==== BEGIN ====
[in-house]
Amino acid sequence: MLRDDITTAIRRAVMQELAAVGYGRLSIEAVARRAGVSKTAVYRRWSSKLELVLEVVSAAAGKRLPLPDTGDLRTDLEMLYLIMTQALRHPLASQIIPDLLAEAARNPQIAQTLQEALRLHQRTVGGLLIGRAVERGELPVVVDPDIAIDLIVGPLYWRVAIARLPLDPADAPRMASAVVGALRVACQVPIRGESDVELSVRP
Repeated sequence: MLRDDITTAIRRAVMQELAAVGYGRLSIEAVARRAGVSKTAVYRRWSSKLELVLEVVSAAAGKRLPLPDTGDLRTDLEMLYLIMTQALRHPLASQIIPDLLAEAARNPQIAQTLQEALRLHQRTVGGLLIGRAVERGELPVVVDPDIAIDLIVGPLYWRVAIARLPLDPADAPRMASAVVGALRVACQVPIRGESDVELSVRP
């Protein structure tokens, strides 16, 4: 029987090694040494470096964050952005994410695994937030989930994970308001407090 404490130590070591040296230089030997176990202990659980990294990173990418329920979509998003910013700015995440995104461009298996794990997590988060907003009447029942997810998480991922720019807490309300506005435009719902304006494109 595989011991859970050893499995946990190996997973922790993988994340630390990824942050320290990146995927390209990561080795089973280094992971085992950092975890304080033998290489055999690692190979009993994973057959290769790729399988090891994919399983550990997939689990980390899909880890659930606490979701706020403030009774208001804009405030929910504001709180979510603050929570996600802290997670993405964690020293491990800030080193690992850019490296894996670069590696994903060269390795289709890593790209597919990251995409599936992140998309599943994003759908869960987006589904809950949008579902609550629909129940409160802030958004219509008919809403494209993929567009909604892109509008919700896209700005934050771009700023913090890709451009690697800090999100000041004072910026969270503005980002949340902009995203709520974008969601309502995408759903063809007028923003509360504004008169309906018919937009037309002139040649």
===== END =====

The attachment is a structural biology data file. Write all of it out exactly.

[in-house]
Amino acid sequence: MLRDDITTAIRRAVMQELAAVGYGRLSIEAVARRAGVSKTAVYRRWSSKLELVLEVVSAAAGKRLPLPDTGDLRTDLEMLYLIMTQALRHPLASQIIPDLLAEAARNPQIAQTLQEALRLHQRTVGGLLIGRAVERGELPVVVDPDIAIDLIVGPLYWRVAIARLPLDPADAPRMASAVVGALRVACQVPIRGESDVELSVRP
Repeated sequence: MLRDDITTAIRRAVMQELAAVGYGRLSIEAVARRAGVSKTAVYRRWSSKLELVLEVVSAAAGKRLPLPDTGDLRTDLEMLYLIMTQALRHPLASQIIPDLLAEAARNPQIAQTLQEALRLHQRTVGGLLIGRAVERGELPVVVDPDIAIDLIVGPLYWRVAIARLPLDPADAPRMASAVVGALRVACQVPIRGESDVELSVRP
């Protein structure tokens, strides 16, 4: 029987090694040494470096964050952005994410695994937030989930994970308001407090 404490130590070591040296230089030997176990202990659980990294990173990418329920979509998003910013700015995440995104461009298996794990997590988060907003009447029942997810998480991922720019807490309300506005435009719902304006494109 595989011991859970050893499995946990190996997973922790993988994340630390990824942050320290990146995927390209990561080795089973280094992971085992950092975890304080033998290489055999690692190979009993994973057959290769790729399988090891994919399983550990997939689990980390899909880890659930606490979701706020403030009774208001804009405030929910504001709180979510603050929570996600802290997670993405964690020293491990800030080193690992850019490296894996670069590696994903060269390795289709890593790209597919990251995409599936992140998309599943994003759908869960987006589904809950949008579902609550629909129940409160802030958004219509008919809403494209993929567009909604892109509008919700896209700005934050771009700023913090890709451009690697800090999100000041004072910026969270503005980002949340902009995203709520974008969601309502995408759903063809007028923003509360504004008169309906018919937009037309002139040649």